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11/22/63, by Stephen King
Genre: Alternate History
Publisher: Scribner
Published: 2011
Review Posted: 12/19/2014
Reviewer Rating:
Reader Rating: Not Rated

11/22/63, by Stephen King

Book Review by Joshua Palmatier

Have you read this book?

Not that Stephen King needs the reviews, but . . .
The premise:  Jake Epping finds a time bubble that takes him back to 1958.  While there, he discovers that he can change his own past by altering the course of the history while he's in the past, even if the timeline doesn't want to be changed.  With the best of intentions in mind, Jake travels back to 1958 with the intention of living there and stopping the JFK assassination . . . but he'll discover that time is obdurate and is willing to throw every obstacle it can in front of him.
I enjoyed this book.  I thought the time bubble that takes Jake back to the past was an interesting set-up in terms of how it worked (that every time it's used, whatever you changed the last time you used it is reset, etc.) and what its limits were.  I liked Jake and the conflict that gets established--between finishing what he went into the past to do (stop the JFK assassination) and his own personal interests after he's lived in the past long enough to have set himself up with his own life there.  That conflict creates some great personal tension for him.  As usual, King is great at bringing out the lives of the people in that era, both the good and the bad, so that you feel as if you've lived in that town with these people your entire life.  That personal touch with the characters is definitely King's strength, in any of his novels.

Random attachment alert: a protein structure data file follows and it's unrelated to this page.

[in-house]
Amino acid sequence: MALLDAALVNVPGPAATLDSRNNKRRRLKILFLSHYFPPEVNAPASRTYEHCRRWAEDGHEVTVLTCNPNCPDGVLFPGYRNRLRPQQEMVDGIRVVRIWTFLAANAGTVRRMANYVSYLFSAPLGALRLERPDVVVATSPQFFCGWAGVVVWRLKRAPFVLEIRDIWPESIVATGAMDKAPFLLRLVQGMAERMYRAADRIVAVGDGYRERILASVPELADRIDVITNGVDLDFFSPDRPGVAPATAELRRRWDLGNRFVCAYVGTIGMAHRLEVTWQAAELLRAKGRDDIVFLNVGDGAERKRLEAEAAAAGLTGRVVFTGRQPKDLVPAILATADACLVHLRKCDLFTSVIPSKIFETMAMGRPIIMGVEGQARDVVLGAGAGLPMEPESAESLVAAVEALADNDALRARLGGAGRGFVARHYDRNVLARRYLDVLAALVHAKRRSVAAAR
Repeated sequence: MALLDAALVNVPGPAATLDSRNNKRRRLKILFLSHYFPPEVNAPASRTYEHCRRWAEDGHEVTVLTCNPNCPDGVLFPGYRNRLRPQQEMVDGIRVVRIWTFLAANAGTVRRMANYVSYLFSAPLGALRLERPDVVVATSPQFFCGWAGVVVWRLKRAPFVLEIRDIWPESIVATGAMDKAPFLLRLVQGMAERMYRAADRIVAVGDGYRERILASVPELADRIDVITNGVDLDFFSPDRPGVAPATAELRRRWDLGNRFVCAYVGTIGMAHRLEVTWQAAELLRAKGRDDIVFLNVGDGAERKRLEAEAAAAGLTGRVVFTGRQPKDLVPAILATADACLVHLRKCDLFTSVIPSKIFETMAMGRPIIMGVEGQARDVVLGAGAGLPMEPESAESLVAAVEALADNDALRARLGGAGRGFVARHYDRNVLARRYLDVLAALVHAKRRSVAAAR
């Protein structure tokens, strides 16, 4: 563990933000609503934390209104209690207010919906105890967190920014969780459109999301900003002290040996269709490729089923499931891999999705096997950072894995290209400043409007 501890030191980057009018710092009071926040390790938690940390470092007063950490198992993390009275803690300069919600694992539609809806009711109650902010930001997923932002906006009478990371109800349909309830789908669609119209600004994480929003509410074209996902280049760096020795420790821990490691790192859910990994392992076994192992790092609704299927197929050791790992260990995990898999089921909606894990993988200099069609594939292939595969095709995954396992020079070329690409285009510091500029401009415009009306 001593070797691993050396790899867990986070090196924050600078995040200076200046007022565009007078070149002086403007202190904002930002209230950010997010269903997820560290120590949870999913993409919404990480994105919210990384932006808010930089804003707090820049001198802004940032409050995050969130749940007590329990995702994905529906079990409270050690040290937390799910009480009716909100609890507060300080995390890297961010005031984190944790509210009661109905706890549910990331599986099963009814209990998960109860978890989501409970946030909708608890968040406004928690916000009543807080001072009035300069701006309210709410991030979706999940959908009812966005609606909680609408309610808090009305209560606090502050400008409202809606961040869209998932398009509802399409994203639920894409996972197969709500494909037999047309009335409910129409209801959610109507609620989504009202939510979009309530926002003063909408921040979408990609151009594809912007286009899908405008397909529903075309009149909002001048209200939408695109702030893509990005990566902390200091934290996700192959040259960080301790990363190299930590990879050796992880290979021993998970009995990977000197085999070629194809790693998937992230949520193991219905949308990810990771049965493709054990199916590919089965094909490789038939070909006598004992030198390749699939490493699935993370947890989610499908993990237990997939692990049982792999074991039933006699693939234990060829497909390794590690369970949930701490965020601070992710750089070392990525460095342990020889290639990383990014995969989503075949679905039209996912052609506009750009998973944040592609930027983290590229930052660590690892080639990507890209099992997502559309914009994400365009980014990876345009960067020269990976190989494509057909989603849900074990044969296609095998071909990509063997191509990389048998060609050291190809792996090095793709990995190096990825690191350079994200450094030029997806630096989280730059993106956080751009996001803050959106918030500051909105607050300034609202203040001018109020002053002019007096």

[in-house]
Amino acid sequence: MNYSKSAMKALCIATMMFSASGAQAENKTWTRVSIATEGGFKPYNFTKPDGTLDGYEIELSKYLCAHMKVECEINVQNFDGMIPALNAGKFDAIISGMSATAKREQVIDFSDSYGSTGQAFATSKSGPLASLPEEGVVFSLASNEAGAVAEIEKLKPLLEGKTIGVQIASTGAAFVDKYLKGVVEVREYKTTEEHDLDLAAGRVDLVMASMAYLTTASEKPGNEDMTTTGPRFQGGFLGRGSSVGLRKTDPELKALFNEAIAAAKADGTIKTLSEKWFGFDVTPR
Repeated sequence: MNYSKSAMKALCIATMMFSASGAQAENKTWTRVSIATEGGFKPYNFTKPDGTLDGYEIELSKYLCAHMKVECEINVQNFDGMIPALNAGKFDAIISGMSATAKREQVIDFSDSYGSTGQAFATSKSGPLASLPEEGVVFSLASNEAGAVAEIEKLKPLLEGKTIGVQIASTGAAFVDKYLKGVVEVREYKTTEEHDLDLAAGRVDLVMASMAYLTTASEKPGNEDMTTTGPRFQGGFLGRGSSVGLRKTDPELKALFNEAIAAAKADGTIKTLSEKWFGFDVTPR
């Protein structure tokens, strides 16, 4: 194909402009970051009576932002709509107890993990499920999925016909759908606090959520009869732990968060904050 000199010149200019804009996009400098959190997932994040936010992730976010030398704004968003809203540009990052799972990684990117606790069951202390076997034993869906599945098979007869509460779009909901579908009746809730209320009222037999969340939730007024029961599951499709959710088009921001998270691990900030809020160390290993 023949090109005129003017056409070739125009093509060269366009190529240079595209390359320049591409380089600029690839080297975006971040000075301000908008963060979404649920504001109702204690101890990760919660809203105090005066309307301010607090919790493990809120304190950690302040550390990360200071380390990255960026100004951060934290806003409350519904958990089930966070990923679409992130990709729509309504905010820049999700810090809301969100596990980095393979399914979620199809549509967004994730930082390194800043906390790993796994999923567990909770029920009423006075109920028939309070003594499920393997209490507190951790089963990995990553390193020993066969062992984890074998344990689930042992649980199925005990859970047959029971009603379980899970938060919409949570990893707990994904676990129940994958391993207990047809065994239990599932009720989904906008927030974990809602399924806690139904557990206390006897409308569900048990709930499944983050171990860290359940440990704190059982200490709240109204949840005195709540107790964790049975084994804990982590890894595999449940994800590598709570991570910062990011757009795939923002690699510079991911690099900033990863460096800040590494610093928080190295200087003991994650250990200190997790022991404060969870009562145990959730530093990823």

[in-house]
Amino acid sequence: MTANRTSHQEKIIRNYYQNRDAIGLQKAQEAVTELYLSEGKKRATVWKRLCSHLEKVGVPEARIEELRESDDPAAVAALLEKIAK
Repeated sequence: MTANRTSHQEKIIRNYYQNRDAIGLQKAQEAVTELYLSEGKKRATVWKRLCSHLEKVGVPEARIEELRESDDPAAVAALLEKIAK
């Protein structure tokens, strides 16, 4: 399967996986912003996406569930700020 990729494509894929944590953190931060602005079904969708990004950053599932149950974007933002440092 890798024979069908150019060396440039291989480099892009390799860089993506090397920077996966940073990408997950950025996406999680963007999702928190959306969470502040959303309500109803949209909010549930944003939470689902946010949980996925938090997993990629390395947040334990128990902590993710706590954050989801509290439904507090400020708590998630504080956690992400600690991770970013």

I also thought the twist in the resolution of the book was great, the inner turmoil and the difficult to accept realization that Jake must come to.  You can feel his anguish at the end, even though you know what he has to do.  A great ending.
My only issue with the book was that, after Jake jumps to the past with the goal of stopping the assassination, there's a lull in the pace and action of the book.  It takes quite a while for Jake to establish himself in the past and get to the point where his life there, and the conflicts it brings about, become interesting again.  That lull is a little rough to get through.  It's worth it--as all Stephen King fans know from some of his past books--but it's still tough.  If that section had moved along faster, it would have been a better book.
But it's still one of King's better books and definitely worth a read.
Joshua Palmatier/Benjamin Tate
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